From the pitch of the text and the design of the book, it is clearly aimed at younger readers. For us adults, it’s too damned hard to read, and the content is too lightweight to be of much use. I would suggest this book would make an ideal gift for a teenager who’s interested in the paranormal (ghosts, primarily) and in learning how to conduct investigations. A less graphically beautiful but far more practical volume (and one that will encourage a higher level of critical thinking in your teenage ghost hunter) is ‘The Paranormal Investigator’s Handbook’, edited by Valerie Hope & Maurice Townsend (Collins & Brown, 1999).
Review: Ghosts Caught on Film – Photographs of the Paranormal
Author: Dr Melvyn Willin
Publisher: David & Charles Ltd, Cincinnati, 2007
Hardback, 156 pages, colour illustrations, 21×17.5cm
It’s still much more fun to curl up comfy with a book than to gaze at a computer screen or play with a small handheld device, and this experience is enhanced if the book has a pleasant weight, size and feel to it, as Ghosts Caught on Film does. It just sits nicely. It’s been lurking on the coffee table a couple of months, and I’ve been reading and studying it bit by bit. It seems more suited to that than a cover-to-cover read.
The book is well structured, with the mysterious photographs catergorised in chapters, each chapter having an introduction. The chapter titles are: The earliest Images; Photographs of the Invisible; Lookalikes – Beyond Coincidence?; Everyday Anomalies; Most Famous Mysteries. The photos date from the nineteenth century to this century (just), and were mainly shot on film, (as the title suggests) not digital cameras. I haven’t seen the later books in this series (see below) but it would be good to have a companion volume of digital photographs.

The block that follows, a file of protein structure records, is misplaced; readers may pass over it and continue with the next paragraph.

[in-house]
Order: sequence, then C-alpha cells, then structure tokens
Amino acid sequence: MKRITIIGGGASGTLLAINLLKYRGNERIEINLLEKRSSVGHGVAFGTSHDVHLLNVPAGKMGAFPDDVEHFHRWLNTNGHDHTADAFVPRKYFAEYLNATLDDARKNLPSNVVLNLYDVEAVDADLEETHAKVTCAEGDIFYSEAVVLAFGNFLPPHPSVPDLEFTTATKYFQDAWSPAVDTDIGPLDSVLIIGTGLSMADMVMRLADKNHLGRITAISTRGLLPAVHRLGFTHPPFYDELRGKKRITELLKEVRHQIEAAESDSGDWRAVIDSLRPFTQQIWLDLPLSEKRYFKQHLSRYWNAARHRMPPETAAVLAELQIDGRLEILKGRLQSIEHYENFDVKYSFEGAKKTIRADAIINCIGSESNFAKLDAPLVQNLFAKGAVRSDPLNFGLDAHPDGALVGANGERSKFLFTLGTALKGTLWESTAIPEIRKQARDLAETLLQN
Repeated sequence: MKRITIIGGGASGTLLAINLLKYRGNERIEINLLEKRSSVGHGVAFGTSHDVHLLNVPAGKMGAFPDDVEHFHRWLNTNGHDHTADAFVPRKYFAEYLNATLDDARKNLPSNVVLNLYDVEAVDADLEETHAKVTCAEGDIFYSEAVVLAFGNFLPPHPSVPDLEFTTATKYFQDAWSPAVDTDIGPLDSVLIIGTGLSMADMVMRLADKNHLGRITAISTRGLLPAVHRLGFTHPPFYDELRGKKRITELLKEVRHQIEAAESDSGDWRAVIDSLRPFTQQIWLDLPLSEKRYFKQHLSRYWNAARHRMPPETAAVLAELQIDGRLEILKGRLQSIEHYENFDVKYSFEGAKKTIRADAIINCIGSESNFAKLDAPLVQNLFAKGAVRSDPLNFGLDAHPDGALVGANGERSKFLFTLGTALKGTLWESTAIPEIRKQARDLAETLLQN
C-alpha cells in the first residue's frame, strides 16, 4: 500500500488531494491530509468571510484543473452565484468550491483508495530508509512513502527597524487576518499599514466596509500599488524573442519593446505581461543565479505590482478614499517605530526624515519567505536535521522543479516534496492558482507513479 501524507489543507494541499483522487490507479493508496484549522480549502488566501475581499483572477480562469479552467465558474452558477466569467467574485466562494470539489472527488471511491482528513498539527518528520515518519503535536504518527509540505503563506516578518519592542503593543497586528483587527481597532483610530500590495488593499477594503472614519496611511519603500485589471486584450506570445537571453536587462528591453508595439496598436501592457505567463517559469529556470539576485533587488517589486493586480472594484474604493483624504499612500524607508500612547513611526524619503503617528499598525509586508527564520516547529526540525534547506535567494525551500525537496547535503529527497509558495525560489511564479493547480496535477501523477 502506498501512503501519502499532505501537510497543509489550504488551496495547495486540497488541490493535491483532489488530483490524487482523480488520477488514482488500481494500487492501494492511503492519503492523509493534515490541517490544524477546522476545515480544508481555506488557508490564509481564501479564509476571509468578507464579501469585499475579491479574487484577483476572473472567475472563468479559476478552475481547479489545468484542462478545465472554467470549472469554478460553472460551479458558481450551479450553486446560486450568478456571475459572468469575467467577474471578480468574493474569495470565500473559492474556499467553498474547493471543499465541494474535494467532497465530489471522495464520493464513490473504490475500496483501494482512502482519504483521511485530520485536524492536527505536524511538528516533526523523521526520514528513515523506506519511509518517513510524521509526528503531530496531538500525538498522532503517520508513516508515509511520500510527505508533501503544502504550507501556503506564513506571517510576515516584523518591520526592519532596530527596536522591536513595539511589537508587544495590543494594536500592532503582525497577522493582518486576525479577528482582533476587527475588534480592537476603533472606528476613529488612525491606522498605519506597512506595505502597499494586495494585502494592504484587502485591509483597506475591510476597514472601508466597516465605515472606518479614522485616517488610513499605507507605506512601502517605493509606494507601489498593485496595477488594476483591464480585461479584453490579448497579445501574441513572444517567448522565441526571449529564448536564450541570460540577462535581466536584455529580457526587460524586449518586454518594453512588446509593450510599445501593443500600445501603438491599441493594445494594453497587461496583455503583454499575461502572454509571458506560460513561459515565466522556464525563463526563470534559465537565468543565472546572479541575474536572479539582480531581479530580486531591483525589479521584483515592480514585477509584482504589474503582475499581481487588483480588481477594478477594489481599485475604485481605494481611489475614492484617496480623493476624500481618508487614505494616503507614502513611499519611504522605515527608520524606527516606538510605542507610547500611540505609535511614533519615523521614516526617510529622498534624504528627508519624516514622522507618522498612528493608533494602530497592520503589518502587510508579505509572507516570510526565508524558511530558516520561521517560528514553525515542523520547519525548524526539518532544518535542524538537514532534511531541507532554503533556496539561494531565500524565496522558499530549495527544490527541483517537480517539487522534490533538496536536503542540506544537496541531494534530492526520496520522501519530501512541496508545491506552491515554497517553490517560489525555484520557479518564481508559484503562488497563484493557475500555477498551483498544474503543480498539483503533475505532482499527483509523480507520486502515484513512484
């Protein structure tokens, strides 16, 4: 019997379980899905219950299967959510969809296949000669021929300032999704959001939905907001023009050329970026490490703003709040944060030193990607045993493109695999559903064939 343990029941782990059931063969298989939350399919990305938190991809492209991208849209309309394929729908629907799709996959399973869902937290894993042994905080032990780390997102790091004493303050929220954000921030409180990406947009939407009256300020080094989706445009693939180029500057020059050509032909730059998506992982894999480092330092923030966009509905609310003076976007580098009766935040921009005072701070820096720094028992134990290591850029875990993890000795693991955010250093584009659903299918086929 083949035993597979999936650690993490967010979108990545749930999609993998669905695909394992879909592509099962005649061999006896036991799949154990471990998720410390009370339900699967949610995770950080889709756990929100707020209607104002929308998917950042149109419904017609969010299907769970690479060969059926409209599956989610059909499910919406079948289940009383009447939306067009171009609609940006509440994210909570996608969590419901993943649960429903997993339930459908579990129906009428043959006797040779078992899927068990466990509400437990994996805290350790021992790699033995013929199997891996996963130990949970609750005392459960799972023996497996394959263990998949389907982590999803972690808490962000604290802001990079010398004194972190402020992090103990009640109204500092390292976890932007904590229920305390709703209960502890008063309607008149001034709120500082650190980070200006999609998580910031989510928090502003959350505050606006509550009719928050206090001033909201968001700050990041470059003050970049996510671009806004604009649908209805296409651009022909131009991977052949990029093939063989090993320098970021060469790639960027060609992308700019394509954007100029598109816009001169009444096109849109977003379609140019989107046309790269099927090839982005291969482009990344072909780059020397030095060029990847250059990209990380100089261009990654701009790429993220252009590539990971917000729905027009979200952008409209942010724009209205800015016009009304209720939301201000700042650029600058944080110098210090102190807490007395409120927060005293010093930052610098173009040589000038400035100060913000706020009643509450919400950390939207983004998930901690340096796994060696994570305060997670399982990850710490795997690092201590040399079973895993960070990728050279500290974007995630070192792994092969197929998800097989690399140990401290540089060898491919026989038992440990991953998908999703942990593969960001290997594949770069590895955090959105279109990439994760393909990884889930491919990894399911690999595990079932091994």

The first book I stumbled on – by accident, actually, in 2005 – that set me off buying books on the paranormal was Photographs of the Unknown by Richard Kelly (New English Library Ltd, 1980), a medium sized volume packed to the gunwales with every photo of the paranormal you ever saw, including Bigfoot, the Loch Ness Monster and a bunch of UFOs, and some photos you hadn’t seen. The text accompanying each photo is secondary, yet informative and well researched. I would still recommend this book, which you should be able to find in a used book shop or on TradeMe.
I would like Ghosts Caught on Film to be as good as Kelly’s book, and it almost is. You would expect, given advances in digital publishing and printing technology, that the photos would be clearer than the 1980 book, which was produced entirely using analogue technology, but they are generally not. Also, because of the format of the book, the photos are sometimes too small. The designer has eschewed full bleed for the photos, preferring to place them (smaller) on textured backgrounds. In some cases this is annoying, as you really want a decent look at the photo in order to make up your own mind about it.
Making up your own mind is very much how the text is pitched. Dr Willin provides some useful historical and contextual background on each photograph, as well as an opinion on its likelihood of portraying the paranormal. We are then left to draw our own conclusions. I guess that’s fine, especially in the case of the historical examples, most of which will probably remain as mysteries for eternity.
But the main beef I have with this book is the (deliberate?) lameness of the analyses of the photographs. A Baffling presence on Calvary Hill (pgs 80-81), for example, is obviously a case of a person walking through the photograph during the long exposure. (I say this as a person who has taken and seen a lot of similar photographs: the effect is totally recognisable.) The Spirit of Old Nanna (pgs 120-121) is (sorry, but) a camera strap catching the flash. The Haunted Doorway (pgs 146-147) is obviously a hoax photograph. I could go on.
But half the fun of this book is in trying to work out what actually has gone on in the photographs, and the author has deliberately avoided debunking the photos for this reason. I imagine the publisher would’ve also had a hand in this. They want to sell the book, after all, and a cut and dried explanation for each and every photo would work against that, for most people anyway. Perhaps some middle ground could be found; that is, somewhat more credible analyses of the photos by named experts, but still leaving room for the interaction of reader opinion.